To clarify the contribution of Cyp1A2 and Cyp3A4 to erlotinib-induced VEGF formation, we performed silencing by siRNA. Transfection with respective siRNA decreased mRNA levels of Cyp1A2 and Cyp3A4 up to 70% (Supplementary Figure 3). As Figure 3C3D show, Cyp1A2 siRNA consistently prevented an induction of both VEGF mRNA and protein by erlotinib in HCC-1.2 and HCC-3 cells. In HCC-3 cells, Cyp3A4 siRNA also decreased VEGF protein, although to a lesser extent than Cyp1A2 siRNA (Figure 3C3E). These data strongly suggest that Cyp1A2 mainly contributes to VEGF induction by erlotinib in HCC cells.

Erlotinib and intracellular prooxidants

Since prooxidants can up-regulate VEGF formation in cancer cells [1921], the impact of erlotinib on prooxidant formation was investigated. For this purpose, redox sensitive DCFH dye which forms a fluorescent DCF product upon two electron oxidation was applied [22]. As a positive control, the cells were treated by a prooxidant linoleic acid hydroperoxide (LOOH) [21]. Erlotinib increased the DCF fluorescence in high-sensitive HCC-3 and HCC-1.2 cell (Figure 4A). In contrast, low-sensitive Huh7 and SNU398 cells showed less pronounced or no fluorescence increase (Figure 4A). Notably, the HCC-1.2 cells with the highest expression of CypP450 enzymes revealed the highest fluorescence induction by erlotinib.

Erlotinib and redox imbalance in cultured HCC cells.

Figure 4: Erlotinib and redox imbalance in cultured HCC cells. Cells were incubated for 2 h with 10 μM erlotinib. (A) DCFH staining was performed as described in Experimental Procedures section and quantified by FACS analysis. Mean fluorescence intensity (MFI) normalized to control untreated cells was used to reflect redox changes. Following concentrations were applied: 15 μM DPI, 20 μM LOOH, 25 μM DCFH. Impact of DPI on erlotinib-induced VEGF protein (B) and mRNA formation in HCC-3 (C) and HCC-1.2 (D) cells. Cells were treated by 10 μM erlotinib with and without 15 μM DPI for 2 h. Supernatants were collected after the additional 2 h of incubation and VEGF concentration was measured by ELISA. All measurements were performed in duplicates, the results of n = 3 independent experiments are shown. n.d. – not determined; *p < 0.05; **p < 0.01.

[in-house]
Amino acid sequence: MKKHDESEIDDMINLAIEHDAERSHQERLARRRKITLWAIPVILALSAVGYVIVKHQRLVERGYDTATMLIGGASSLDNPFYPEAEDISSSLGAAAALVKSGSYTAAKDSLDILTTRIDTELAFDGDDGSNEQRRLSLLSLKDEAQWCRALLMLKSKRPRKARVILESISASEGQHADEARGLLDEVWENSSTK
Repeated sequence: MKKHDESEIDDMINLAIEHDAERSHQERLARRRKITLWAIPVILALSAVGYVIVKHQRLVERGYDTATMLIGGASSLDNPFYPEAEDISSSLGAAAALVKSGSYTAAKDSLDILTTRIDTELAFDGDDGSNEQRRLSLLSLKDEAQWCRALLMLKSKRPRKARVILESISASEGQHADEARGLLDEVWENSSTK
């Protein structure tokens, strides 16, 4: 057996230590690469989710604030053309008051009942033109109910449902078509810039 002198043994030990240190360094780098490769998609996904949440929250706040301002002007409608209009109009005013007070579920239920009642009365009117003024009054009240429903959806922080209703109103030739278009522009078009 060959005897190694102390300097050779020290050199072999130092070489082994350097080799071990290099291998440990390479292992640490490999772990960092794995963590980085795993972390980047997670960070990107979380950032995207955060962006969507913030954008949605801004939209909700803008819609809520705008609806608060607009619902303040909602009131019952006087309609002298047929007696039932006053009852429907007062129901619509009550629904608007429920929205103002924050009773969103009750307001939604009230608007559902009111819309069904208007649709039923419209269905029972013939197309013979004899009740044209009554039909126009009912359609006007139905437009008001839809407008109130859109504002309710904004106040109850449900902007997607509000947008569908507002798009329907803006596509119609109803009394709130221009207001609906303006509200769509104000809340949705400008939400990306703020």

To get additional hints on potential oxidant sources, diphenyleneiodonium (DPI) was applied. Addition of 15 μM DPI for the time of experiment did not affect cellular viability (Supplementary Figure 4). As shown in Figure 4A, DPI inhibited DCF fluorescence in HCC-1.2 and HCC-3 cells. Accordingly, DPI also inhibited VEGF mRNA and protein induced by erlotinib (Figure 4B, 4C). Thus, flavoprotein inhibition by DPI decreases erlotinib-induced VEGF mRNA and protein and flavoproteins are involved in erlotinib-induced prooxidant formation.

Involvement of MEK1/2

Since stimulatory signals from EGFR pathway are converged to MEK1/2 [23], impact of MEK1/2 inhibitor U0126 on VEGF stimulation by erlotinib was further investigated. At base line, U0126 decreased VEGF mRNA in all cell lines under investigation (Figure 5A, 5B). U0126 also diminished VEGF protein in HCC-1.2, HCC-3 and SNU398 but not in Huh7 cells. At stimulation by erlotinib, U0126 completely prevented VEGF protein induction in SNU398 cells and partially prevented in HCC-1.2 and HCC-3 cells (Figure 5B). In Huh7, there was only a trend toward VEGF decrease by U0126 without reaching significance.

Impact of MEK1/2 on VEGF expression induced by erlotinib in HCC cells.

Figure 5: Impact of MEK1/2 on VEGF expression induced by erlotinib in HCC cells. HCC-3, HCC-1.2, SNU398 or Huh7 cells were grown in 6 well plates, incubated with 10 μM UO126 or with a solvent for 1 h followed by 10 μM erlotinib for 3 h in a serum free medium. VEGF mRNA was analysed as described in Experimental Procedures (A) VEGF protein in supernatants was analysed after additional 3 h in a serum free medium (B) The results are presented as % of vehicle-treated controls. n = 3, #p < 0.01 vs untreated 100% control, *p < 0.05 vs erlotinib; **p < 0.01 vs erlotinib. siRNA against MEK1 and MEK2 was applied to HCC-1.2 cells treated either by vehicle or by 10μM erlotinib. VEGF mRNA was analysed by real-time RT-PCR (C) and by ELISA (D) according to the same protocol as in Figure 3A–3B.

To further confirm the involvement of MEK1/2 in VEGF upregulation by erlotinib, we performed siRNA studies. For these experiments, HCC-1.2 cell line was selected based on the highest magnitude of VEGF upregulation by erlotinib. To control the efficiency of siRNA inhibition, MEK1 and MEK2 mRNA have been analysed by real-time PCR. As Supplementary Figure 5 shows, siRNAs inhibited the corresponding MEK1 and MEK2 mRNA levels. Even if MEK2 siRNA inhibited MEK1 mRNA levels to some extent, the magnitude of the inhibition (~30%) was much lower than it could be achieved by MEK1 siRNA (~95%). Erlotinib did not affect MEK1 and MEK2 mRNA levels (Supplementary Figure 5).

Intervention by MEK2 siRNA - but not by MEK1 siRNA–inhibited erlotinib-induced VEGF formation at both mRNA and protein level (Figure 5C, 5D). Thus, MEK2 is involved in VEGF upregulation by erlotinib in HCC-1.2 cells.

Combination of N-acetylcysteine and selenium inhibited VEGF formation induced by erlotinib

In order to further explore the hypothesis whether intracellular prooxidants contribute to an increased VEGF formation under erlotinib treatment, the effect of N-acetylcysteine (NAC) and selenium was investigated.